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PLoS One. 2016 Mar 31;11(3):e0152195. doi: 10.1371/journal.pone.0152195. eCollection 2016.

Did FDA Decisionmaking Affect Anti-Psychotic Drug Prescribing in Children?: A Time-Trend Analysis.

Author information

1
Program On Regulation, Therapeutics, And Law (PORTAL), Division of Pharmacoepidemiology and Pharmacoeconomics, Department of Medicine, Brigham and Women's Hospital and Harvard Medical School, Boston, Massachusetts, United States of America.
2
Harvard Medical School, Boston, Massachusetts, United States of America.
3
Division of Pharmacoepidemiology and Pharmacoeconomics, Department of Medicine, Brigham and Women's Hospital and Harvard Medical School, Boston, Massachusetts, United States of America.

Abstract

BACKGROUND:

Following Food and Drug Administration (FDA) approval, many drugs are prescribed for non-FDA-approved ("off-label") uses. If substantial evidence supports the efficacy and safety of off-label indications, manufacturers can pursue formal FDA approval through supplemental new drug applications (sNDAs). We evaluated the effect of FDA determinations on pediatric sNDAs for antipsychotic drugs on prescribing of these products in children.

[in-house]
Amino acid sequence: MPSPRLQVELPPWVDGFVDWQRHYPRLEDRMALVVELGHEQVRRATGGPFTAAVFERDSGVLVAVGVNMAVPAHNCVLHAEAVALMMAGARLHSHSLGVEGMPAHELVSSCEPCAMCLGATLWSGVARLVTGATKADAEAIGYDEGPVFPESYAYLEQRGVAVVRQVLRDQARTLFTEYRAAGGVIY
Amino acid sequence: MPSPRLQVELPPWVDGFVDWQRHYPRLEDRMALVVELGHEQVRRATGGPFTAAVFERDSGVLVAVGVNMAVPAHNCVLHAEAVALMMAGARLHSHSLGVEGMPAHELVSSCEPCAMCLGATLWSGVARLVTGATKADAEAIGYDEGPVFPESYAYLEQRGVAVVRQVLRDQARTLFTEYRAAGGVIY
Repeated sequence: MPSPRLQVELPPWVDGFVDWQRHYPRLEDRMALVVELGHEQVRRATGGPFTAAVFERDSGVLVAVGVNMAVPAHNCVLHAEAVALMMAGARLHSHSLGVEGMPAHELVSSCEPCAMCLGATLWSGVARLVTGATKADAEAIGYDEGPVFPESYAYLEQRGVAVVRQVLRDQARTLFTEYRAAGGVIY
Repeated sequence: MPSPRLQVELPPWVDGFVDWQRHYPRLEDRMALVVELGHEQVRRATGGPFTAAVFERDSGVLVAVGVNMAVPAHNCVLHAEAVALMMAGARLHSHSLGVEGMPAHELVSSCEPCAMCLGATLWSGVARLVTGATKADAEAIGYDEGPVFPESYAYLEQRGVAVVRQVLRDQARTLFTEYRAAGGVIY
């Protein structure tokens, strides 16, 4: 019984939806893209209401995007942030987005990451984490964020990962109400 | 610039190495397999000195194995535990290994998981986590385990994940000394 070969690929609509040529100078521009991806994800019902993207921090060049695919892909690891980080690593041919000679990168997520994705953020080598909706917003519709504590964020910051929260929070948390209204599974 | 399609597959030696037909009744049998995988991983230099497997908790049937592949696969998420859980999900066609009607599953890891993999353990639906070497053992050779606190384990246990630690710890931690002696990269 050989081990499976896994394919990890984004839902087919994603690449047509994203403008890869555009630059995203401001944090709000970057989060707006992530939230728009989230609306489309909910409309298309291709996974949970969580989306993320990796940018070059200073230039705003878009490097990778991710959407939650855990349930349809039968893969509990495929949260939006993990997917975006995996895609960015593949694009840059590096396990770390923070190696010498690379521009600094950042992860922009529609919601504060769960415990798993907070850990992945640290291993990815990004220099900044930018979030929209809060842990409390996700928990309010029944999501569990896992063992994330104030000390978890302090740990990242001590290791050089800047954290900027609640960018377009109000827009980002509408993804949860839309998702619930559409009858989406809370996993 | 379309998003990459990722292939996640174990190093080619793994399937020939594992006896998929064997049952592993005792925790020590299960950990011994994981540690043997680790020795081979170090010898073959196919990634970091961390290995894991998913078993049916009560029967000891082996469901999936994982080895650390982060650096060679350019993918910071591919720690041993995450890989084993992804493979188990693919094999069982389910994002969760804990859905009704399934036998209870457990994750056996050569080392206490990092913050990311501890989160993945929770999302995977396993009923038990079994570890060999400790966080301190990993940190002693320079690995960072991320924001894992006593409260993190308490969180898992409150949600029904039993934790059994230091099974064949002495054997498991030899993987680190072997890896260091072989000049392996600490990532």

METHODS:

Retrospective, segmented time-series analysis using new prescription claims during 2003-2012 for three atypical antipsychotics (olanzapine, quetiapine, ziprasidone). FDA approved the sNDAs for pediatric use of olanzapine and quetiapine in December 2009, but did not approve the sNDA for pediatric use of ziprasidone.

RESULTS:

During the months before FDA approval of its pediatric sNDA, new prescriptions of olanzapine decreased for both children and adults. After FDA approval, the increase in prescribing trends was similar for both age groups (P = 0.47 for schizophrenia and bipolar disorder; P = 0.37 for other indications). Comparable decreases in use of quetiapine were observed between pediatrics and adults following FDA approval of its pediatric sNDA (P = 0.88; P = 0.63). Prescribing of ziprasidone decreased similarly for pediatric and adult patients after FDA non-approval of its pediatric sNDA (P = 0.61; P = 0.79).

CONCLUSIONS:

The FDA's sNDA determinations relating to use of antipsychotics in children did not result in changes in use that favored the approved sNDAs and disfavored the unapproved sNDA. Improved communication may help translate the agency's expert judgments to clinical practice.

PMID:
27032095
PMCID:
PMC4816295
DOI:
10.1371/journal.pone.0152195
[Indexed for MEDLINE]
Free PMC Article

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